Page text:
In what is likely to be a regular occurrence over the months and years ahead, the Consumer Financial Protection Bureau, or CFPB, recently weighed in through an agency rulemaking on acceptable practices and consumer protection standards for a consumer financial product or service. The specific product in this instance is international money transfers, and the CFPB unveiled a final rule focused on addressing concerns about the type of information provided by money transmitters to U.S. consumers who send money to foreign recipients.
In the CFPB's first "final" rulemaking, the agency rolled out a relatively straightforward series of requirements intended to promote a comprehensive system of consumer protections for international money transfers. Noting that money transfers by U.S. consumers to foreign recipients account for billions of dollars annually and make the U.S. the largest source of any country for remitting currency internationally, the CFPB focused its initiative on addressing the most common areas of potential abuse.
First, the CFPB's rule imposes various disclosure requirements on companies and depository institutions that provide international money transmission services to U.S. customers. In particular, the rule specifies that a money transfer provider must disclose to a U.S. consumer the applicable exchange rate, fees and taxes for a transfer, and the amount of money to be delivered to a foreign recipient. In addition, the rule specifies certain documentation requirements a provider must provide to a customer in connection with an international money transfer. These include a receipt listing the relevant disclosure information (exchange rate, fees, etc.) that also indicates the date when transferred money will be available to a foreign recipient. The rule also establishes certain consumer protections to address money transmission errors and handle consumer disputes. Finally, the rule allows a consumer to cancel a transaction and obtain a full refund, provided the cancellation is made within a timeframe designated by the rule.
The rule provides a one-year transition period to enable money transmitters to establish the necessary program to comply with the requirements of the rule. Beginning January 20, 2013, the CFPB rule will apply to money transfers greater than $15, originated by a U.S. consumer, and sent to a recipient in a foreign country. The rule will apply to various types of transfers, including wire transfers, ACH transactions, and account-to-account, account-to-cash and cash-to-account products offered by banks and other financial firms.
While the CFPB rule is designed to implement a statutory directive to provide U.S. consumers with adequate information regarding international money transfers, the requirement poses some problems. For one, the rule is hamstrung by a statutory requirement that customers be advised of the amount to be delivered to a foreign recipient. This imposes a disclosure obligation that some money transmitters may find difficult, if not impossible, to satisfy. This result also potentially undermines one of the primary objectives of the rule to encourage the provision and use of low-cost remittance transfers to U.S. consumers. Highlighting the problem is a statutory exception that allows banks and other insured depository institutions to provide a "reasonably accurate estimate" of the amount to be received where the institution is unable to know the actual amount. The exception is available until July 21, 2015, but may be extended for an additional five years. Similarly, the rule allows for the use of "reasonably accurate estimates" by nonbank providers for countries where providers are unable accurately to know the amount of currency to be received due to foreign laws or methods used to effectuate a transfer. While the rule provides considerable commentary and guidance on what constitutes a "reasonably accurate estimate," it also highlights the potential issues for a money transmitter attempting to meet a standard listed in the final rule. Regardless of the methodology, the guiding principal remains to avoid increasing the overall cost to consumers, a standard referenced in the agency discussion on the rule but that may be difficult to maintain.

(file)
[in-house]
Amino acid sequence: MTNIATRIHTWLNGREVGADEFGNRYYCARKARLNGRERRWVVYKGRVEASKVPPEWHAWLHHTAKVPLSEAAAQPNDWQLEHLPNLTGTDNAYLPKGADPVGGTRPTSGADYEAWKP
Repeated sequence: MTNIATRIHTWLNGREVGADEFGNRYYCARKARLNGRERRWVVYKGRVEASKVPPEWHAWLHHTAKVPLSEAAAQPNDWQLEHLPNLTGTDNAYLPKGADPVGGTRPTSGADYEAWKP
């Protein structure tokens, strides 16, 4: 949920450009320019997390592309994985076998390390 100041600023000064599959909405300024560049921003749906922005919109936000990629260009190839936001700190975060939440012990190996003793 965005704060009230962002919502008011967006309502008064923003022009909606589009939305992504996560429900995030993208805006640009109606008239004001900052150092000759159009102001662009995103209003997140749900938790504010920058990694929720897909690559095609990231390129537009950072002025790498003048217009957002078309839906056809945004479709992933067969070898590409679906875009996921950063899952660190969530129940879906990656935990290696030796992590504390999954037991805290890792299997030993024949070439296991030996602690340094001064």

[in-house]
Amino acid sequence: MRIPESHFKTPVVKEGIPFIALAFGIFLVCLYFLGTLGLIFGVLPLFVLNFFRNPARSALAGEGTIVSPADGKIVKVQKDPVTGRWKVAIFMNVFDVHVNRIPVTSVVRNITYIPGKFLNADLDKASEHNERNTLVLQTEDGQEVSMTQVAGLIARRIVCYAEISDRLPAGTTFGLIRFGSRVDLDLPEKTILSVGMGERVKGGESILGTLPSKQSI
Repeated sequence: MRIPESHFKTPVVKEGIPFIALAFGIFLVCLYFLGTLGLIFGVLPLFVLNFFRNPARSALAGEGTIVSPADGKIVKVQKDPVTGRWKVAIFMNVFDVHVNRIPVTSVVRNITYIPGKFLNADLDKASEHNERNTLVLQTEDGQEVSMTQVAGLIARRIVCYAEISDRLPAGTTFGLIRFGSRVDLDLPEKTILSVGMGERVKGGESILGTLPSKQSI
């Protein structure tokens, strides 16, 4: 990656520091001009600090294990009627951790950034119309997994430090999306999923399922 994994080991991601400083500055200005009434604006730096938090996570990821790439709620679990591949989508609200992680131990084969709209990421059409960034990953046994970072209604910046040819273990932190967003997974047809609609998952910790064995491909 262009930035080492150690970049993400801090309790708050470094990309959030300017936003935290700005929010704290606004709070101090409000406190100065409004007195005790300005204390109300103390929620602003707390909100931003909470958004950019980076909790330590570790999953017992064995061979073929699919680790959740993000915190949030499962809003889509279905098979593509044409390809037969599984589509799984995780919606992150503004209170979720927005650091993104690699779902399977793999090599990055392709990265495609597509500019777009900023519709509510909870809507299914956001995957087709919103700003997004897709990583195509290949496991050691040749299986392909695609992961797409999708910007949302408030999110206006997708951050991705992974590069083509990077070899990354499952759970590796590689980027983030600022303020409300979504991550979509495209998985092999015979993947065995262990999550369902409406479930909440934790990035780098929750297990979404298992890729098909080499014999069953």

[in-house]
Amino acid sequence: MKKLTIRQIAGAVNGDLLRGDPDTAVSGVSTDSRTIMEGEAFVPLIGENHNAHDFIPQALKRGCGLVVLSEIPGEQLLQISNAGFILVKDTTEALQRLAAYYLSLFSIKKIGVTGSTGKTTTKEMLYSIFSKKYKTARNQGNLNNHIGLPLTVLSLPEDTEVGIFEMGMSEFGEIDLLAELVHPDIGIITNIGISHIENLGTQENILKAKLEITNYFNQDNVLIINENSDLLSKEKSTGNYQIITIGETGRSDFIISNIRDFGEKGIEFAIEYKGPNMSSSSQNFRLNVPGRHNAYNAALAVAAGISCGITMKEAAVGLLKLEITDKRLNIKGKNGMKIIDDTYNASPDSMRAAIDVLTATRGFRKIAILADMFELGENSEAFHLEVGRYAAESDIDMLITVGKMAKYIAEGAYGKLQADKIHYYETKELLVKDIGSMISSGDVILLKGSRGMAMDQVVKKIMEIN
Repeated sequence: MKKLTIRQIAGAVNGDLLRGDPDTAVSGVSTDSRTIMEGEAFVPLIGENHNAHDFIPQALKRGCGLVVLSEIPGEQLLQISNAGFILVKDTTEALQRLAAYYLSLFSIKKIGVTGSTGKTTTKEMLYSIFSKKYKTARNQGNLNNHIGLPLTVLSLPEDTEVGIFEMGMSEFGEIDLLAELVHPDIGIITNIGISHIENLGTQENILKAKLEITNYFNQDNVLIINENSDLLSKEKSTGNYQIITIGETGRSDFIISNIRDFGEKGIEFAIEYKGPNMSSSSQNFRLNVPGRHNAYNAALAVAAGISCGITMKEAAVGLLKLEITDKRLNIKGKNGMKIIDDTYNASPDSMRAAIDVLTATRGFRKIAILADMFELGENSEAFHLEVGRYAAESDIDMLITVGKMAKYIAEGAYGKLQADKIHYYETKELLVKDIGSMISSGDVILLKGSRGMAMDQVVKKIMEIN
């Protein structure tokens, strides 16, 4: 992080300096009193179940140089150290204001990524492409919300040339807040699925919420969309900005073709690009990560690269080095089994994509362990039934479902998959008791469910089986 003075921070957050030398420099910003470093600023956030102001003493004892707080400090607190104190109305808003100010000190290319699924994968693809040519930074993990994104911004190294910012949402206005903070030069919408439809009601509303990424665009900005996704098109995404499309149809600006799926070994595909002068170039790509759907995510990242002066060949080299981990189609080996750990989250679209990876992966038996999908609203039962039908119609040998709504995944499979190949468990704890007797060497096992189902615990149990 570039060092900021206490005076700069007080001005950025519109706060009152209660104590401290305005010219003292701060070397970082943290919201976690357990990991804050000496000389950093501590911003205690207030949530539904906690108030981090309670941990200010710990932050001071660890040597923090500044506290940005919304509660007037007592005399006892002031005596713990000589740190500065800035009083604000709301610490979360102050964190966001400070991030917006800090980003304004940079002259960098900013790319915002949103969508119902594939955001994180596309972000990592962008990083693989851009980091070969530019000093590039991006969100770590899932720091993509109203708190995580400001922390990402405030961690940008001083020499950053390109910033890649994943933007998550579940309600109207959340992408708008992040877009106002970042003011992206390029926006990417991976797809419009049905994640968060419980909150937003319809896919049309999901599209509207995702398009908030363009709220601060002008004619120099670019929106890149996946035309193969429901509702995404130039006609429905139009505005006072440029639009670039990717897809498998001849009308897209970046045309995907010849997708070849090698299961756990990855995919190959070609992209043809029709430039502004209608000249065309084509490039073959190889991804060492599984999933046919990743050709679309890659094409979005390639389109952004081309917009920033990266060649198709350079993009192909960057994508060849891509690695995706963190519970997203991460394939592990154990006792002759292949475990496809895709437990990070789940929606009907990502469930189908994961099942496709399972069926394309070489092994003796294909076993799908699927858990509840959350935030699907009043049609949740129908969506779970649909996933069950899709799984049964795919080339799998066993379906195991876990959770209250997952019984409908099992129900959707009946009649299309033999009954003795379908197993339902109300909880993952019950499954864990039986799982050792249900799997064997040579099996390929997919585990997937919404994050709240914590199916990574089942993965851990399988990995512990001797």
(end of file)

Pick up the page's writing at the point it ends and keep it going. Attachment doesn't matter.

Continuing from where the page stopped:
Accompanying the CFPB's final money transfer rule is a concurrent regulatory proposal that focuses on various unfinished issues that relate to the final rule. While the details in the proposed rule are important to the CFPB's efforts to implement a viable and cost-effective international money transfer regulatory regime, the overriding objective appears to be identifying ways both to reduce compliance burdens for providers and to increase the benefits to consumers. Ultimately, this remains the most significant challenge for the CFPB in implementing an effective and comprehensive system of consumer protections for remittance transfers, as well as many other financial products and services.
At the most basic level, the issue remains how to implement increased consumer protections without increasing the costs that are passed onto consumers to provide such benefits. Certainly, there are significant issues and challenges that must be addressed to find the best solutions, whether the subject is international money transfers or some other consumer financial product or service. The CFPB's international money transfer rule provides a good preview of the interests that will have to be continually balanced, assessed and rebalanced by the CFPB as it pursues the regulatory portion of its mission to improve consumer financial protections for U.S. consumers.